There are two tenses in English – past and present.

The past tense in English is used:

  • to talk about the past
  • to talk about hypotheses – things that are imagined rather than true.
  • for politeness.

There are four past tense forms in English:

Tense Form
Past simple: I worked
Past continuous: I was working
Past perfect: I had worked
Past perfect continuous: I had been working

We use these forms:

  • to talk about the past:

He worked at McDonald’s. He had worked there since July..
He was working at McDonald’s. He had been working since July.

  • to refer to the present or future in conditions:

He could get a new job if he really tried.
If Jack was playing they would probably win.

and hypotheses:

It might be dangerous. Suppose they got lost.
I would always help someone who really needed help.

and wishes:

I wish it wasn’t so cold.

  • In conditions, hypotheses and wishes, if we want to talk about the past, we always use the past perfect:

I would have helped him if he had asked.
It was very dangerous, What if you had got lost?
I wish I hadn’t spent so much money last month.


  • We can use the past forms to talk about the present in a few polite expressions:

Excuse me, I was wondering if this was the train for York.
I just hoped you would be able to help me.




dear sir/madam,

why should we not use PAST PERFECT to show single action in the past

is/are there reason/s ?

i had had
she had been

please help

Hi , I have a question regarding two of the exercises.
In the sentence "If she could see him now, she'd be so proud." why is it considered as past tense is used to describe the present or future in a conditional statement. No matter how I look at it I can't figure out how it is past tense , to me it seems more like a hypothetical statement.
Similarly, could you explain how "If you moved abroad, you might never see them again." is considered a hypothetical statement and not a conditional talking about the future? Thank you so much

Hi Amir-A,

In conditional sentences, past forms can be used to describe present or future actions or states which are unlikely or impossible. The key is whether or not a condition is considered likely/possible or unlikely/impossible. For example, both of these sentences describe the same future condition:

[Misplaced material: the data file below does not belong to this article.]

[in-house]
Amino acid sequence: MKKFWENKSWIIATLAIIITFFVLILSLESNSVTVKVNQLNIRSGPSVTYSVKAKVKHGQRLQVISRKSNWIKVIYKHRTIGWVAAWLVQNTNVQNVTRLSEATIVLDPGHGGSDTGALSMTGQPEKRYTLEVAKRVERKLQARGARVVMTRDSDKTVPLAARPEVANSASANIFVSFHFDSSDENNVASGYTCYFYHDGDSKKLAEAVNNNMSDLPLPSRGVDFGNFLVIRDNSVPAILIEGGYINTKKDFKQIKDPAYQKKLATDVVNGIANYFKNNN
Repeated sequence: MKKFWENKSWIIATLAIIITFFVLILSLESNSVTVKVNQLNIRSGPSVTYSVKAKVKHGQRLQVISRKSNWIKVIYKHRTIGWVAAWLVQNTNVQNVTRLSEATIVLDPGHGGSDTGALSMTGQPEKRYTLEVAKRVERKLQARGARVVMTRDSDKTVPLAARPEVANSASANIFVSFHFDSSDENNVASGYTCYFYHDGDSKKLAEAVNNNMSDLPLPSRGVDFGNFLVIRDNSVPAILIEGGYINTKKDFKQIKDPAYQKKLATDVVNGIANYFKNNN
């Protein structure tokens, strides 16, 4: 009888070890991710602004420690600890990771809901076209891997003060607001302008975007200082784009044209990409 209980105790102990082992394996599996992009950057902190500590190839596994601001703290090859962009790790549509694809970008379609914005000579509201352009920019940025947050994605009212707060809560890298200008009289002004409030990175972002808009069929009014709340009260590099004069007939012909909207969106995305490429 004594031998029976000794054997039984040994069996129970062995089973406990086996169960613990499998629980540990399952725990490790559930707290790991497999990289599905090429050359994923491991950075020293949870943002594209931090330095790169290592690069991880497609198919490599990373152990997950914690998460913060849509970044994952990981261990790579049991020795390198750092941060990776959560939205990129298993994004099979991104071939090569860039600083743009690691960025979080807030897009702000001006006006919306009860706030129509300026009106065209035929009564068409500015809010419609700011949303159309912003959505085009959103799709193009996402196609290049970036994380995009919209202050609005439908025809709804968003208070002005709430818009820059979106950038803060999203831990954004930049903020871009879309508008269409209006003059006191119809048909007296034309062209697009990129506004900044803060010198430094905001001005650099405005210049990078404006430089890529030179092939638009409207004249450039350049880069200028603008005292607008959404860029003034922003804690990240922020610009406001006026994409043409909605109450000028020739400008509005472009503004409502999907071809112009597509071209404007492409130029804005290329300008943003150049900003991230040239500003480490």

If it rains tomorrow we'll have to stay indoors. [the speaker thinks rain is likely]

If it rained tomorrow we'd have to stay indoors. [the speaker does not expect rain]

For more information on conditional and hypothetical forms see these pages: here, herehere and here.


Best wishes,


The LearnEnglish Team

I tried to use past perfect to wrote this sentence,but I'm not sure it true or fault.
I wish you can helped me if you had time.
"Could I brought these chocolate to camping if you had agreed."

Hello Ice,

I'm afraid that sentence isn't grammatically correct. I'd be happy to help you make it correct, but I don't understand exactly what you want to say. If you're talking about a camping trip that already happened that you didn't bring chocolate to, you could use a third conditional construction here: 'Could I have brought this chocolate camping if you had agreed?'

If you mean something else, please explain it a bit and we'll do our best to help you.

All the best,
The LearnEnglish Team

Hi Kirk
I read this example"We can use the past forms to talk about the present in a few polite expressions:"
So I want to know,Is it use past forms to ask somebody agree to do something is polite?
My sentence want to talk about my wish,what should i say?

Hello Ice,

Could you please give a specific example? It's difficult to answer such a general question without knowing more specifically what you mean.

All the best,
The LearnEnglish Team

1) Sir can/could you Please help me.
Which form should be used present/past, for a request.

2) Jessica would chastise him
Jessica would have chastised him.
Here Jessica is his daughter who is expired.

Hello suryachaitanya,

In general, both the past and present can be used for requests.

'would have chastisted' is the appropriate form for someone who has passed away but whom you think would have done something now. See our Conditionals 2 page for more on this.

All the best,
The LearnEnglish Team